I think it was close enough - but some here dial it in within a closer margin.  I doubt you will have any problems.  I use Brunwater and rarely even check pH anymore, because it seems so reliable for the styles I brew.

General Homebrew Discussion / Re: the eye of the murky IPA beholder
« on: May 29, 2015, 04:58:49 AM »
He's not so murky but the yeast is a low floccer.

General Homebrew Discussion / Re: Spring 2015 Beer Swap
« on: May 28, 2015, 05:40:13 PM »
My final review on Cascadesrunner's beers.  All were quite good to more than wonderful....

Brewer: Drew Sauser - Cascadesrunner

Category: 14C - Imperial IPA

Bottle inspection: good fill, slight sediment at bottom, cap says "1469", so the yeast used is pretty obvious.

Aroma:   Caramelly aroma at the initial whiff - sweet, but gives way tocitusy, piney, resinous notes of the hops; slightly toasty and ready from the malt; neutral fermentation aroma; not hot or solventy despite expected ABV; no diacetyl; aromas linger well in the bouquet as the beer warms.  9/12

Appearance:  clear copper color, surprisingly brilliant on the first pour with no sediment disturbed - expected some dry hopped haziness, but none; one inch tight white beaded head lingers a minute or so, then gives way to a 3/8ths inch tight fully lingering bead and pretty white lacing as the first sips are taken; tight sediment in the bottle holds until the second pour, but even then is only modestly disturbed from its slumber.  3/3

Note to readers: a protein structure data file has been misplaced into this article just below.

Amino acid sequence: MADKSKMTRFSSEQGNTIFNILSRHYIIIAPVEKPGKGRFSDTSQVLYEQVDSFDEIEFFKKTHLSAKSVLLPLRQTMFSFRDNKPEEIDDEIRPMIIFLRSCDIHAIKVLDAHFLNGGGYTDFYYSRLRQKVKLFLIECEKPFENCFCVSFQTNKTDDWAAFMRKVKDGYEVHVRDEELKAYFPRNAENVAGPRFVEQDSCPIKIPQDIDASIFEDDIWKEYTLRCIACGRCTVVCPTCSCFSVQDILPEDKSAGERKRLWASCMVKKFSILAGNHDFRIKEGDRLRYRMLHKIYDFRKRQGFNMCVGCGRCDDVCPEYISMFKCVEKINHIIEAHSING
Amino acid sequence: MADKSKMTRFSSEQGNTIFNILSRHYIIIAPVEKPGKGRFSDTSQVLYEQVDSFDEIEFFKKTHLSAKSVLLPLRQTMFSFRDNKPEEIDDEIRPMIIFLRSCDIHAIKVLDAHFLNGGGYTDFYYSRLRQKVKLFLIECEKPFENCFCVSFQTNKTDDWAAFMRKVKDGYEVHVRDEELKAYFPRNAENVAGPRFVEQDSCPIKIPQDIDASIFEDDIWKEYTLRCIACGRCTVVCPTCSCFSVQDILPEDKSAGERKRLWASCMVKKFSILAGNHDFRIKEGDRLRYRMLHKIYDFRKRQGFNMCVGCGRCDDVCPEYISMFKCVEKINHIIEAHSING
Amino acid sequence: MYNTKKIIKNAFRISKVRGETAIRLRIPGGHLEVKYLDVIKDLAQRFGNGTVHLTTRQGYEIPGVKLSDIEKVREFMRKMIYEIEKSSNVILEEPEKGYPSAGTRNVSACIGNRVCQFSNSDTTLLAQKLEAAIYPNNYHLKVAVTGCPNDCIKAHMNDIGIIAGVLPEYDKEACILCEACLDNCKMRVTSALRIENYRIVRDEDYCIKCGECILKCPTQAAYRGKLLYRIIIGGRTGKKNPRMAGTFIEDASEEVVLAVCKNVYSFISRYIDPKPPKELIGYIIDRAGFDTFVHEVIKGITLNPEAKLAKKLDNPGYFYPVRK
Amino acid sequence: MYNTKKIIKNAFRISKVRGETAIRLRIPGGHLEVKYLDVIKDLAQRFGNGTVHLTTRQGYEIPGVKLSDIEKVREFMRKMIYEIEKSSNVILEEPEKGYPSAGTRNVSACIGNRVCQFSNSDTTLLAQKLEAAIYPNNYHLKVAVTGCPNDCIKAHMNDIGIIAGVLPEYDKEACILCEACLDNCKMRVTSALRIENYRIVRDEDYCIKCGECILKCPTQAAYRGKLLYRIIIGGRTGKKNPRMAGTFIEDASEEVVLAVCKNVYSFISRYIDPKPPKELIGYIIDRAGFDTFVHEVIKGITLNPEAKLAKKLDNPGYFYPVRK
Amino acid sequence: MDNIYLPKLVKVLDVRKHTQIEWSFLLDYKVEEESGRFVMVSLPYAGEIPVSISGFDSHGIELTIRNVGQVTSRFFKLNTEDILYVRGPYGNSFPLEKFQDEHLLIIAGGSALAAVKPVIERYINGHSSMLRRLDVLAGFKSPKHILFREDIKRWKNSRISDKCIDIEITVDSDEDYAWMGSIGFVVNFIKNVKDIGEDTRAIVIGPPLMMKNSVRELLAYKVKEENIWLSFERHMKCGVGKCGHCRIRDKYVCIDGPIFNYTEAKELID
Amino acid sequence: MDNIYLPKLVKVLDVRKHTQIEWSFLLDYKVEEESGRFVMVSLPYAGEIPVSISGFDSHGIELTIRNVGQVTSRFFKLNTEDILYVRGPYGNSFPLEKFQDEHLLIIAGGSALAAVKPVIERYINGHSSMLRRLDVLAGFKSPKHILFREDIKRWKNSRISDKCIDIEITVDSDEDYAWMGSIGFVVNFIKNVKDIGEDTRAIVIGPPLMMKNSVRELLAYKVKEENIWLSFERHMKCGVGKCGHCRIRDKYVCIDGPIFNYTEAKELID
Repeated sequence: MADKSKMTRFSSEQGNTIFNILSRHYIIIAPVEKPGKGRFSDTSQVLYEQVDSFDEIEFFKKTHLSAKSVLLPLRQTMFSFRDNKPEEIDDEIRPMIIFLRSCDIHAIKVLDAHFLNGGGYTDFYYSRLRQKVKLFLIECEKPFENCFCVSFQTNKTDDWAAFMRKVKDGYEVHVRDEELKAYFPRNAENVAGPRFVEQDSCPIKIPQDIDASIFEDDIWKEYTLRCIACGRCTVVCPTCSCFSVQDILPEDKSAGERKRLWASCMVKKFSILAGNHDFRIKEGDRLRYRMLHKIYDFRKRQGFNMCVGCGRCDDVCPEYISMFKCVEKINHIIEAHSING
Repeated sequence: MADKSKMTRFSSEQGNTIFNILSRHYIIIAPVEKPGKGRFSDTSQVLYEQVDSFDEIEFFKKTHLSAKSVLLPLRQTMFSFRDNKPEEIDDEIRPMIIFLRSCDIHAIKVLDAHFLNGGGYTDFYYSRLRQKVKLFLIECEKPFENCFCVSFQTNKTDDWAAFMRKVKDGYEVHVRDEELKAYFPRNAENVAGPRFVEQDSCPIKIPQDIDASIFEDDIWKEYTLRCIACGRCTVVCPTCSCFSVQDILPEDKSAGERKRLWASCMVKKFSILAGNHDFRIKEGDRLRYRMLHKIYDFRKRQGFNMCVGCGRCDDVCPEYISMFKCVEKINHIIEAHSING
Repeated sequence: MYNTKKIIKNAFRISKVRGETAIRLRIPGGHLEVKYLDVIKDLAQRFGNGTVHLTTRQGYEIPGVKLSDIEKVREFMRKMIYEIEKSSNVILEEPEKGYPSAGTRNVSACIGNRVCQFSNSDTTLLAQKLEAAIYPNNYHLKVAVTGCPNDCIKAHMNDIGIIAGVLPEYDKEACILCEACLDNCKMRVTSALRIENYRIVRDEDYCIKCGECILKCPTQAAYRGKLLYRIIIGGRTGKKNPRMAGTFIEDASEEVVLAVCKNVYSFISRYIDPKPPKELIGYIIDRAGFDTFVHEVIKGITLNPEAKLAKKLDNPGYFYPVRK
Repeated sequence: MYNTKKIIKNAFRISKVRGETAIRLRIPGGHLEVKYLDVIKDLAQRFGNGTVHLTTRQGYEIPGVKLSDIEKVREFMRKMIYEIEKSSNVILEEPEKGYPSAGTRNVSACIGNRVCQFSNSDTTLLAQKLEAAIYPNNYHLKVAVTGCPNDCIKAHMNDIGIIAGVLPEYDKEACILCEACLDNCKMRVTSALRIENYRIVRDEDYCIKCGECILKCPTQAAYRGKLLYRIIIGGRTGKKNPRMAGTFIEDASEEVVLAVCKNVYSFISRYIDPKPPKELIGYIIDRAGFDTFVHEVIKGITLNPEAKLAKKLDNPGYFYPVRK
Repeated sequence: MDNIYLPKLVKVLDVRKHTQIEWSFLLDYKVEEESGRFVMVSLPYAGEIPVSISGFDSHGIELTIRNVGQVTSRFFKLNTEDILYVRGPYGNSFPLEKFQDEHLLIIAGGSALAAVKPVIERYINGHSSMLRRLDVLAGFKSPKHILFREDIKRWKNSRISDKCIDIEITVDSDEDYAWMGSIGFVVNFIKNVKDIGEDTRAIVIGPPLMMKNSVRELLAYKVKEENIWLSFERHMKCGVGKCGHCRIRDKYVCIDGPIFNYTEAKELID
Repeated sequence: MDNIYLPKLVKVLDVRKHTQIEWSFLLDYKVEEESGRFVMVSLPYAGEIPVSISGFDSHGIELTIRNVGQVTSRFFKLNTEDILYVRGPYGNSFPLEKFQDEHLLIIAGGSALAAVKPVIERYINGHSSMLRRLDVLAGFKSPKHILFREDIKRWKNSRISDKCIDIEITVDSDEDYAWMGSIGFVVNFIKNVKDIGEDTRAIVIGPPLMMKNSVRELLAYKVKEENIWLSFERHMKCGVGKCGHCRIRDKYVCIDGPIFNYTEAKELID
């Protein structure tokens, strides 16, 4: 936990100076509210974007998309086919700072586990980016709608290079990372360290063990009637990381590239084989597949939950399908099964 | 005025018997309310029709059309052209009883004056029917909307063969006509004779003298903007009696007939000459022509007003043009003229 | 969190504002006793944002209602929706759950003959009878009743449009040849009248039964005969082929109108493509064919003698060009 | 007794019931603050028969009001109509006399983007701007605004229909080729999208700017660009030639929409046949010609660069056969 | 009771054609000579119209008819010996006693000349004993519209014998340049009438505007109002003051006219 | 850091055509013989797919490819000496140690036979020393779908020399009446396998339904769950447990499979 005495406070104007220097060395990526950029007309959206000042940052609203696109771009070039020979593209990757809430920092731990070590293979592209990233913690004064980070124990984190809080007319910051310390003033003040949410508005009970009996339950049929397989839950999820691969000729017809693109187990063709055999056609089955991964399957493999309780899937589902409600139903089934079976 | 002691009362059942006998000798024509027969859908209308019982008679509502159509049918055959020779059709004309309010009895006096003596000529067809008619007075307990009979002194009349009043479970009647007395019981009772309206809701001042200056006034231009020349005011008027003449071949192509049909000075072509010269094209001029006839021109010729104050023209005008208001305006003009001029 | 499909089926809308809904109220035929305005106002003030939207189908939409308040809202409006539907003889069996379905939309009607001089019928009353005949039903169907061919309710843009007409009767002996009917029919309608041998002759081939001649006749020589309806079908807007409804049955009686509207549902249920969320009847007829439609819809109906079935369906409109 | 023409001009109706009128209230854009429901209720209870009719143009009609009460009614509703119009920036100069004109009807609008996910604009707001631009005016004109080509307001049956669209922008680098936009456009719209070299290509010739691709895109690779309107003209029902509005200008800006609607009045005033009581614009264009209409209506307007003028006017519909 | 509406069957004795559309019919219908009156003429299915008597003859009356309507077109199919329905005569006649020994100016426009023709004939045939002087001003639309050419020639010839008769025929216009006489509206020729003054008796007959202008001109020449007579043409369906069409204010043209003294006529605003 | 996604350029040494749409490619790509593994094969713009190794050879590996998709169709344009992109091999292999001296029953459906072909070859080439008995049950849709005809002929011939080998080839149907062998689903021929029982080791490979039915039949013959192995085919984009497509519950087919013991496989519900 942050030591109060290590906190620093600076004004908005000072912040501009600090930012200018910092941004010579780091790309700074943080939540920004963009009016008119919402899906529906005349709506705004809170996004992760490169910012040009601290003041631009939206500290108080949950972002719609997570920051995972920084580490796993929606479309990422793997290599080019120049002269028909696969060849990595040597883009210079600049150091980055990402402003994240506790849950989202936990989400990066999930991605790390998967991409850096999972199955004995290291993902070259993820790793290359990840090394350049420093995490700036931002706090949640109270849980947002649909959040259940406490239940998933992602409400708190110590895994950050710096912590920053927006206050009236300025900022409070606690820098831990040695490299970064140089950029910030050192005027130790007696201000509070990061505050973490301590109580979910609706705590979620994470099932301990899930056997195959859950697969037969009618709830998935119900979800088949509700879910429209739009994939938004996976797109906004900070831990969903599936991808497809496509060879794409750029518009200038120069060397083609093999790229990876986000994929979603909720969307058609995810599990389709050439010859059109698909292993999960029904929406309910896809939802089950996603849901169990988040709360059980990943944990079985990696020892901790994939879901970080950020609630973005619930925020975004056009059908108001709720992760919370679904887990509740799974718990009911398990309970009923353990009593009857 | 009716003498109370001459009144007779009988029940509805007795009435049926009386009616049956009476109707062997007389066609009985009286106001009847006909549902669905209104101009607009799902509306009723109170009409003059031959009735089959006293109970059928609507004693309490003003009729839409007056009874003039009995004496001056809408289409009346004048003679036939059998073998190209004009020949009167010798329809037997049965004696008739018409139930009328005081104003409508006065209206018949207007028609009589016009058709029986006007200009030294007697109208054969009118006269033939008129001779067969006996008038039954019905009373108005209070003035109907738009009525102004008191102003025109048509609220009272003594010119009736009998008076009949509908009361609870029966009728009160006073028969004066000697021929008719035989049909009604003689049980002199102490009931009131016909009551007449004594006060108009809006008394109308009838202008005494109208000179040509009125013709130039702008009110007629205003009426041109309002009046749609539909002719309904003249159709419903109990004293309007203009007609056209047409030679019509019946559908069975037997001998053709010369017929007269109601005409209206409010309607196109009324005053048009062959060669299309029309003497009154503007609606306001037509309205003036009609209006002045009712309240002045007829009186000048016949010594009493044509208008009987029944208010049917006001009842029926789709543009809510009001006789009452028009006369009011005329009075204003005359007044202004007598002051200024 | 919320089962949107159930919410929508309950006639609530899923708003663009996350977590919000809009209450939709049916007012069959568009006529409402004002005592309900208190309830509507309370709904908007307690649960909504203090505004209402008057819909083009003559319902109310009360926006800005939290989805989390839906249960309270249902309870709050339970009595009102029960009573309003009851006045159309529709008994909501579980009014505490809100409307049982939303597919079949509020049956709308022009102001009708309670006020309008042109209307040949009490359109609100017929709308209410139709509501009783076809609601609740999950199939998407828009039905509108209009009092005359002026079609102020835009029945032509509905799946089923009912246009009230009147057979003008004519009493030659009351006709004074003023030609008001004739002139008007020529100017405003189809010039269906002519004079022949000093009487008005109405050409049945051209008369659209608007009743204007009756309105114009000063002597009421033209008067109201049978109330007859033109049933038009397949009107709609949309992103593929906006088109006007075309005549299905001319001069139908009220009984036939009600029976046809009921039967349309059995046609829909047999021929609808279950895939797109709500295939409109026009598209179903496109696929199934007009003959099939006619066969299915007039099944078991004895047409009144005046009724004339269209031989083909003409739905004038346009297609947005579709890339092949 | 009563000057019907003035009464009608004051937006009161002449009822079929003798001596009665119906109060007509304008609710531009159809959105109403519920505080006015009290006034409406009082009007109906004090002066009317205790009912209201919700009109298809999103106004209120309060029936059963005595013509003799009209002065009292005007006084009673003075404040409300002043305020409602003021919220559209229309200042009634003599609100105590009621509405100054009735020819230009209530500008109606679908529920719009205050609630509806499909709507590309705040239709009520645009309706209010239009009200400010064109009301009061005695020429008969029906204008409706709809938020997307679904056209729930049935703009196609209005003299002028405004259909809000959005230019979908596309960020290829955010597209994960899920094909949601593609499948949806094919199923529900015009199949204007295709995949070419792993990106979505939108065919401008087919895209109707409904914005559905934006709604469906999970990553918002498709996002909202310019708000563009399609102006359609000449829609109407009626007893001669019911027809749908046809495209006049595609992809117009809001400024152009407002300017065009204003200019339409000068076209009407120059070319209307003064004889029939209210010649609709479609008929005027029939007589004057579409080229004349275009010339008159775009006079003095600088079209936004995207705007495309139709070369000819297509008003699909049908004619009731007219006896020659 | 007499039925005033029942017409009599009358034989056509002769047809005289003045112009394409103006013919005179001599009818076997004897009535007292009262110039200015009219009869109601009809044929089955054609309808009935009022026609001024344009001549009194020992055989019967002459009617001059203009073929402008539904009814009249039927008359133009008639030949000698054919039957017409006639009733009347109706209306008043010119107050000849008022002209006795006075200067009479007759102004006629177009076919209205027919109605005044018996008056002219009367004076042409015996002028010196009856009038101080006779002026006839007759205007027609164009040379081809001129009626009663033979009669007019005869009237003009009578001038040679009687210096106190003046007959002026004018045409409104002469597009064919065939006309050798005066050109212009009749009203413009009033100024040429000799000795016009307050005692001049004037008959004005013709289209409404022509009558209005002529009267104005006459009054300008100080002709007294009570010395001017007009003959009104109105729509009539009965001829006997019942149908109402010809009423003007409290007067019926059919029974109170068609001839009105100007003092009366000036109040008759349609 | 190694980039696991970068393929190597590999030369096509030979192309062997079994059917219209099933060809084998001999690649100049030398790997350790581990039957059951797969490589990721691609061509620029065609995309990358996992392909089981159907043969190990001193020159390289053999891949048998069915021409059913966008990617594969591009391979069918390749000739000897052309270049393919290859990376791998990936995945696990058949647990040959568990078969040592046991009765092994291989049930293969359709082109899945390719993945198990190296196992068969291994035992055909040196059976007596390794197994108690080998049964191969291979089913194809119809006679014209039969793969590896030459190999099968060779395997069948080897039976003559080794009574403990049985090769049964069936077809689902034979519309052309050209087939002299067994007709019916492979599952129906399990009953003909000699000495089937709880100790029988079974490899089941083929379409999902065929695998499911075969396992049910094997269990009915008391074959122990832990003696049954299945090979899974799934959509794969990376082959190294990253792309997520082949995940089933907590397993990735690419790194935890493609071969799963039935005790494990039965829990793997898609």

Flavor:  smooth bitterness reminds me of a first wort hop addition; very bready maltiness in the first sip; hop presence, but not overboard with variety - seems to be a good mix of citrusy, piney, slightly floral balance of hops; maintains hop forwardness with good malt balance; no diacetyl; fully attenuated; slightest of oxidation - perhaps tasters fault for longish storage.  16/20

Mouthfeel:  medium body as expected; good carbonation; not overly warming,but definitely bigger than a mere IPA; slightest astringency in the mid to aftertaste - but possibly just my palate's reaction to the late hop addition; creamy impression later; late hop additions create tingling on my gums and lips as paired with the carbonation - good impression there.  4/5

Overall Impression:  A very beautiful beer when held to the light; I enjoyed the caramel and bready malt balance paired with the hops selected; oxidation could be cured with careful racking, perhaps under CO2 blanket - or by drinking sooner - which I imagine happens with this beer.  This would be well enjoyed with a plank-grilled  marinated salmon fillet paired with an asian ginger-dressed salad and heaping helping of steamed broccoli. 

Well done Drew.  You brew dang good beer and I am both feeling privileged and lucky to have drawn you in this swap.

All Grain Brewing / Re: Beers are getting cloudy?
« on: May 28, 2015, 11:59:52 AM »